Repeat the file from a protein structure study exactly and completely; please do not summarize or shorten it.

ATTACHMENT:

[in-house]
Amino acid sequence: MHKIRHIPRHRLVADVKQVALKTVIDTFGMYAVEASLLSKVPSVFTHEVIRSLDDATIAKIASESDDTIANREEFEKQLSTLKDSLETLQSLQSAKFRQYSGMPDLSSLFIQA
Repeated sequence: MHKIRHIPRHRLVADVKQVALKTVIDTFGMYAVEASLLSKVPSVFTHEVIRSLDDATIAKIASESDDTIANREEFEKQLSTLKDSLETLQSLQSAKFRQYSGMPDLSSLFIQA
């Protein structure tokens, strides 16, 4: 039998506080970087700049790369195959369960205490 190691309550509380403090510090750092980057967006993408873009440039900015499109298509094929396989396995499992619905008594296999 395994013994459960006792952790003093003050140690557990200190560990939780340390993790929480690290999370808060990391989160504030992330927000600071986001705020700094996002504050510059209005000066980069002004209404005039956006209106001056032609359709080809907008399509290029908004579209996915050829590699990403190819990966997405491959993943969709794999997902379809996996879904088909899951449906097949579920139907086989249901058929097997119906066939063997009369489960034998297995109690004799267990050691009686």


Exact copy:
[in-house]
Amino acid sequence: MHKIRHIPRHRLVADVKQVALKTVIDTFGMYAVEASLLSKVPSVFTHEVIRSLDDATIAKIASESDDTIANREEFEKQLSTLKDSLETLQSLQSAKFRQYSGMPDLSSLFIQA
Repeated sequence: MHKIRHIPRHRLVADVKQVALKTVIDTFGMYAVEASLLSKVPSVFTHEVIRSLDDATIAKIASESDDTIANREEFEKQLSTLKDSLETLQSLQSAKFRQYSGMPDLSSLFIQA
């Protein structure tokens, strides 16, 4: 039998506080970087700049790369195959369960205490 190691309550509380403090510090750092980057967006993408873009440039900015499109298509094929396989396995499992619905008594296999 395994013994459960006792952790003093003050140690557990200190560990939780340390993790929480690290999370808060990391989160504030992330927000600071986001705020700094996002504050510059209005000066980069002004209404005039956006209106001056032609359709080809907008399509290029908004579209996915050829590699990403190819990966997405491959993943969709794999997902379809996996879904088909899951449906097949579920139907086989249901058929097997119906066939063997009369489960034998297995109690004799267990050691009686």